Recipe: Lisa's Favorite Instant Pot Chicken Stock

Homemade stock combines the flavors of your kitchen into a foundation for any recipe.

Founder Lisa Flynn’s house displays the many projects of a busy woman with food on her mind. Sourdough starter in one corner, preserved fruit across the room, and, on the counter, a pressure cooker making use of the still-useful scraps of a week’s worth of eating — chickens scraps, ends of vegetables, and spare herbs and spices. Homemade was, of course, the only option for stocks and broths until the advent of canned goods, and a can of low-sodium chicken broth is an indispensable backbone for a home kitchen. But with the internet age and the popularity of homemade-from-scratch methods soaring back into the mainstream, there’s never been a better time to research the many chicken stock recipes and methods floating around the net. Combine this with the boom in home kitchen technology like the widely popular Instant Pot pressure cooker, and the question becomes, “Why haven’t you given this a try yet?”

Shop chicken backs and feet.

The pressure cooker allows the stock-making process, notorious for producing better results the longer the mixture is allowed to simmer, to be cut down to just a few hours. Now, you don’t have to kill the heat on the stove if you need to leave your house for 20 minutes of a 10-hour stock simmer. You’ll have rich, beautiful stock in no time, with no stress. Use a portion for soup or braising liquid when it’s ready, or keep a freezer stocked for weeknight recipes.


Recipe: Lisa’s Favorite Instant Pot Chicken Stock


Shop whole pasture-raised chicken.

  • 5-6 lbs chicken scraps or carcasses (backs and feet are the usual go-to for economic availability, but any bones will do).

    • Cooked chicken scraps: gathering already cooked scraps of roasted or grilled chicken from the refrigerator provides a head start.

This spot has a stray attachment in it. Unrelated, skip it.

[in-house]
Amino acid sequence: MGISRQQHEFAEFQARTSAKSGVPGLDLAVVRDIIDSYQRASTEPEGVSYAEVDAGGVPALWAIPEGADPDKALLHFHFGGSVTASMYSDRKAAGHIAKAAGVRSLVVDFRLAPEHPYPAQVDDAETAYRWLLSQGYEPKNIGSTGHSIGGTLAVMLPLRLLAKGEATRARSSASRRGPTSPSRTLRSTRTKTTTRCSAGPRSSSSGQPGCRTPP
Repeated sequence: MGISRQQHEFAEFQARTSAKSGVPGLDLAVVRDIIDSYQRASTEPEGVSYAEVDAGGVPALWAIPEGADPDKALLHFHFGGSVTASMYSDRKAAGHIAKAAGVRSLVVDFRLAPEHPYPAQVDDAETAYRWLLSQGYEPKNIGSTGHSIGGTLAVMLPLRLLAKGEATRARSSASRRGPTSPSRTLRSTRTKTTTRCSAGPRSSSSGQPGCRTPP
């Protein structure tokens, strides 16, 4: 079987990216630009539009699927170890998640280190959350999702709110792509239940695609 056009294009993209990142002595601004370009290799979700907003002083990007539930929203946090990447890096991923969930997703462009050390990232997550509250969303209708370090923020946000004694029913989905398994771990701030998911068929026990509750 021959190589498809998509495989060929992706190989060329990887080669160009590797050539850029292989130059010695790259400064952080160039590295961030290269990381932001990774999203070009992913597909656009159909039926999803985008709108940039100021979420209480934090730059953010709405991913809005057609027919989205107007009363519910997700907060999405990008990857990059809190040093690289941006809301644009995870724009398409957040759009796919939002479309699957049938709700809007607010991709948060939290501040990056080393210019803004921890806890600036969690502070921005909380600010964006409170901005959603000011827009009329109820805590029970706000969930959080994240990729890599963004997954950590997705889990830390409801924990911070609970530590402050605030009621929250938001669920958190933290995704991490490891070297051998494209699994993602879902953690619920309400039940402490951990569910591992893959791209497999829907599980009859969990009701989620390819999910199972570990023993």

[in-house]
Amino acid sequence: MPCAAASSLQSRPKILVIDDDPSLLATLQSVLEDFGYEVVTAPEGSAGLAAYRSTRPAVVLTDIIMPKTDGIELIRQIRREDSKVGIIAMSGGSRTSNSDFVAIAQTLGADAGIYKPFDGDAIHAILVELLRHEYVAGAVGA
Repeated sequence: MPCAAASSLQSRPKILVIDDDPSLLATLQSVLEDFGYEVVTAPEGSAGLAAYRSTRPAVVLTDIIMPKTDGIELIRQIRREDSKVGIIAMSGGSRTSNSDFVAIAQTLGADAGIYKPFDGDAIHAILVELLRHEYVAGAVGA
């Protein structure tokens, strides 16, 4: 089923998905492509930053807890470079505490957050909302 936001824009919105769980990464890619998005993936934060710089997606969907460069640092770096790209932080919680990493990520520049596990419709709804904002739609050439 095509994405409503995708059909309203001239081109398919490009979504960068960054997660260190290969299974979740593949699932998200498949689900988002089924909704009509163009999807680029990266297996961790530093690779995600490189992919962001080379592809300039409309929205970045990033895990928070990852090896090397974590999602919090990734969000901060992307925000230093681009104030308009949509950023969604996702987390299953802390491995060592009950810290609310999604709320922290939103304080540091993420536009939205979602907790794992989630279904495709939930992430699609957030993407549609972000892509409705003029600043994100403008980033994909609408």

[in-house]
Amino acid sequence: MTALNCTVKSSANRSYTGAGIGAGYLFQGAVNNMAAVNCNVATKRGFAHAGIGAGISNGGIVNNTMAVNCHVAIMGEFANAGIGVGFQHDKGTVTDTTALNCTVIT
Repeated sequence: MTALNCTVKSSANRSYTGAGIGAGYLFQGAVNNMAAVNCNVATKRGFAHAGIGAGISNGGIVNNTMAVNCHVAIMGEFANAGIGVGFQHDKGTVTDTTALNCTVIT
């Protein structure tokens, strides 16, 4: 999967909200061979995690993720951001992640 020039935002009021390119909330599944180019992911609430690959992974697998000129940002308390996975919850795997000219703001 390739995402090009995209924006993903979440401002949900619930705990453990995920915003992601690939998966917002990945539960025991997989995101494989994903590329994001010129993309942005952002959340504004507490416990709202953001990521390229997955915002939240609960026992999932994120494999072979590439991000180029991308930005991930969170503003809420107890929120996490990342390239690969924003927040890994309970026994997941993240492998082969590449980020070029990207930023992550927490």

• Alternatively, if you’re starting from scratch or don’t have a load of scraps in the fridge, roast the chicken in a large roasting pan until brown (about an hour at 450 degrees, and throw your veggies in for a short roast as well). Toss the fat but transfer liquid drippings into pressure cooker.

  • Vegetables

    • Classic mirepoix:

      • 1 large onion (or equivalent scraps)

      • 1 large carrot (or equivalent scraps)

      • Celery: celery can easily be overdone, and the result is a stock that can’t get over its own celery profile. 1 rib will be plenty (or scraps).

    • Other:

      • Parsnip

      • Turnip

      • Leek

  • Herbs and spices:

    • 2-3 cloves garlic (Or more. Try slicing a whole head in half.)

    • 1-2 sprigs thyme

    • 1-2 sprigs parsley

    • Bay leaves

    • Black peppercorns

    • Rosemary

  • Other:

    • Apple cider vinegar (about 2 tbsp)


If starting with raw chicken, place in a roasting pan and roast for about an hour at 450 degrees, until deep brown but not scorched. You can toss the vegetables in at will, though they will scorch more quickly.

Remove excess fat from pan, and transfer chicken, vegetables, and liquid drippings to pressure cooker.

Add herbs, spices and remaining ingredients.

Set pressure cooker and cook for 1 hour. Strain, and use right away or freeze.


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